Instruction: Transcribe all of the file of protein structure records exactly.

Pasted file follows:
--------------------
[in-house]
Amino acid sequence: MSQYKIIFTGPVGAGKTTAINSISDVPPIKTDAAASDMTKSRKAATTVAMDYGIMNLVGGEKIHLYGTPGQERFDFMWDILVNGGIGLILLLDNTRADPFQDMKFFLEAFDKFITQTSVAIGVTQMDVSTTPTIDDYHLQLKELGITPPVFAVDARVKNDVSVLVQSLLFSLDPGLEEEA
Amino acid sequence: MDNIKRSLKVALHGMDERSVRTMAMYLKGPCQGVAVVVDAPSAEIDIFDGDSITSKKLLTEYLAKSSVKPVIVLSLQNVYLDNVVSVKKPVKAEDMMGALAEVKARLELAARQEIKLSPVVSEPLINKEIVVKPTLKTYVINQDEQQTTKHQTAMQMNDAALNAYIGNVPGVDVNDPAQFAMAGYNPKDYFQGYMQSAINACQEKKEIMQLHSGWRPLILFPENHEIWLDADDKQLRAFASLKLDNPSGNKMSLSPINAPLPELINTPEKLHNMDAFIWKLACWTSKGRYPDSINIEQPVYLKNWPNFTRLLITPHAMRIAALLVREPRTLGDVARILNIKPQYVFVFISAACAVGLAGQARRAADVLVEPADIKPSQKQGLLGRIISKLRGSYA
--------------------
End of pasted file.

[in-house]
Amino acid sequence: MSQYKIIFTGPVGAGKTTAINSISDVPPIKTDAAASDMTKSRKAATTVAMDYGIMNLVGGEKIHLYGTPGQERFDFMWDILVNGGIGLILLLDNTRADPFQDMKFFLEAFDKFITQTSVAIGVTQMDVSTTPTIDDYHLQLKELGITPPVFAVDARVKNDVSVLVQSLLFSLDPGLEEEA
Amino acid sequence: MDNIKRSLKVALHGMDERSVRTMAMYLKGPCQGVAVVVDAPSAEIDIFDGDSITSKKLLTEYLAKSSVKPVIVLSLQNVYLDNVVSVKKPVKAEDMMGALAEVKARLELAARQEIKLSPVVSEPLINKEIVVKPTLKTYVINQDEQQTTKHQTAMQMNDAALNAYIGNVPGVDVNDPAQFAMAGYNPKDYFQGYMQSAINACQEKKEIMQLHSGWRPLILFPENHEIWLDADDKQLRAFASLKLDNPSGNKMSLSPINAPLPELINTPEKLHNMDAFIWKLACWTSKGRYPDSINIEQPVYLKNWPNFTRLLITPHAMRIAALLVREPRTLGDVARILNIKPQYVFVFISAACAVGLAGQARRAADVLVEPADIKPSQKQGLLGRIISKLRGSYA